Last week, the long-running competitor of the Bitcoin payment network turned into one of its largest integrators. Ladies and gentlemen of the crypto-verse, please welcome PayPal, a $240-billion global payments giant.
With a history of firing nasty comments at Bitcoin, the Wall Street mammoth, ranging anywhere from “bubble” to “financial scam,” appeared with candies in its hands this time. In an announcement Wednesday, PayPal said that it would soon offer its US-based customers the ability to store, purchase, sell, and even spend Bitcoin and a few other altcoins.
In short, GOOD NEWS for an industry that was itching to gain global exposure.
Perhaps, that is among the only remaining pros of a PayPal-Bitcoin combo: adoption. PayPal currently has 286 million active users. It’s practically the 21st largest bank in the world, albeit not being a banking service. For Bitcoin enthusiasts, PayPal is a perfect shortcut to global adoption.
The idea is simple: PayPal brings more exposure; People buy more Bitcoin. The demand goes up while the supply stays systematically low. Therefore, the price shoots upward.
But there is a catch!
PayPal is A Step Back
The most attractive feature of Bitcoin upon its launch was its ability to sideline expensive and heavily-centralized financial companies and replace them with a cheaper, peer-to-peer alternative.
What PayPal does by integrating Bitcoin into its existing services is: Bury the very feature that it competed with all these years. The firm brings Bitcoin into its walled-garden and subjects the cryptocurrency would all the scrutinies that it has tried to avoid in its 11-year lifetime.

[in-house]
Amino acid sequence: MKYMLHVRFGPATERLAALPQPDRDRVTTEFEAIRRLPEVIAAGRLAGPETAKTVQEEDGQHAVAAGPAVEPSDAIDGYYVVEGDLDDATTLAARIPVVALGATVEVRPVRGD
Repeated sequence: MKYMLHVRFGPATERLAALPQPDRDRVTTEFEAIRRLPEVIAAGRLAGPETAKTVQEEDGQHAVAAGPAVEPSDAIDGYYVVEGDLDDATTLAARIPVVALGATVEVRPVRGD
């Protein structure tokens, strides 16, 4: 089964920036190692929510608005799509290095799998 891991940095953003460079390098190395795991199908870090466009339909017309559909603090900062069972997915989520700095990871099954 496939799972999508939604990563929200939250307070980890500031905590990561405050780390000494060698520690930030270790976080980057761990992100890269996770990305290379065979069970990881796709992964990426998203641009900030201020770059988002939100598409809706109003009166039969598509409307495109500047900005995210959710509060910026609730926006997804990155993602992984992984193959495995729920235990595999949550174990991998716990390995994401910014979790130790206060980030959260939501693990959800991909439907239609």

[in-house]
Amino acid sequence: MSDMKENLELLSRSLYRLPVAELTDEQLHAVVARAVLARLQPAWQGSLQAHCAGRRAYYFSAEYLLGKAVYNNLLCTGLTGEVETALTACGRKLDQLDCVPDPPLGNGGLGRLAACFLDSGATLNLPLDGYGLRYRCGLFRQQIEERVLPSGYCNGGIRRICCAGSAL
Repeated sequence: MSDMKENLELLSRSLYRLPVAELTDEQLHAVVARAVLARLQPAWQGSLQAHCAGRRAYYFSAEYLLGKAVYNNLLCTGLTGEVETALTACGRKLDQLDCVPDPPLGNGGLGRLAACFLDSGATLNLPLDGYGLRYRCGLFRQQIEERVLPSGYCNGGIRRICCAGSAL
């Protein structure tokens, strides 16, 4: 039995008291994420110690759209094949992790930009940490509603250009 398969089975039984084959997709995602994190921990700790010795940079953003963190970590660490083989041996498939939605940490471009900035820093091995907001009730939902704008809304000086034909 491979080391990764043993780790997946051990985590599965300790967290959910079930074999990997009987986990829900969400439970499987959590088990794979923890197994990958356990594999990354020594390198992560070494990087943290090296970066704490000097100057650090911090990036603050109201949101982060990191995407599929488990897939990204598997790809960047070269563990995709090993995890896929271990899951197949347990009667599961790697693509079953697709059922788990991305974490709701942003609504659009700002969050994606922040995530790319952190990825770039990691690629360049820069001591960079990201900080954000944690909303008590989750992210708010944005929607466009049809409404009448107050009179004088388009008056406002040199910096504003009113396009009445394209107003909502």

Take money transfers, for instance. Many of us folks switched to Bitcoin because it could process a money transmission within minutes at a 99 percent cheaper rate than any banking and payments service. Besides, the recipients sold those Bitcoin for local fiat at an exchange rate they preferred without paying a humongous fee for it.
Under PayPal, that feature is likely to go missing. First, users won’t transfer their BTC to digital wallets that are not PayPal’s. Second, converting them to fiat should bore an excessive fee of 2.3 percent – that is what PayPal charges its customers anyway. And third, the firm can always censor payments, a move that punches Bitcoin’s very core philosophy of anti-censorship right into its guts.
The very idea behind Bitcoin’s launch was to create an alternative financial system, wherein people replace the always-devaluating fiat currencies with scarcer ones. Its beauty lay in people’s ability to own a part of the financial system by “HODLING” its tokens.
But what PayPal’s model would likely do is take the ownership of that Bitcoin away. A user who would like to spend BTC would be depositing it into the reserves of PayPal. A merchant who would receive the funds would also need to sell their BTC to PayPal or its partners for fiat.
That would effectively take more BTC out of the current supply. They will instead land in the custody of big firms. The stockpiling will give them more access to the BTC market sentiment. Their access to more BTC units would have them vote unanimously on Bitcoin’s future developments as a blockchain project.
So far, the best thing about BTC is that an average Joe can access it as much as a Wall Street firm can. But with big firms buying or getting to access a massive amount of Bitcoin, the supply deficiency would force small investors to speculate on the cryptocurrency’s derivatives, instead, mainly options.
Bitcoin won’t remain Bitcoin, should that happen.
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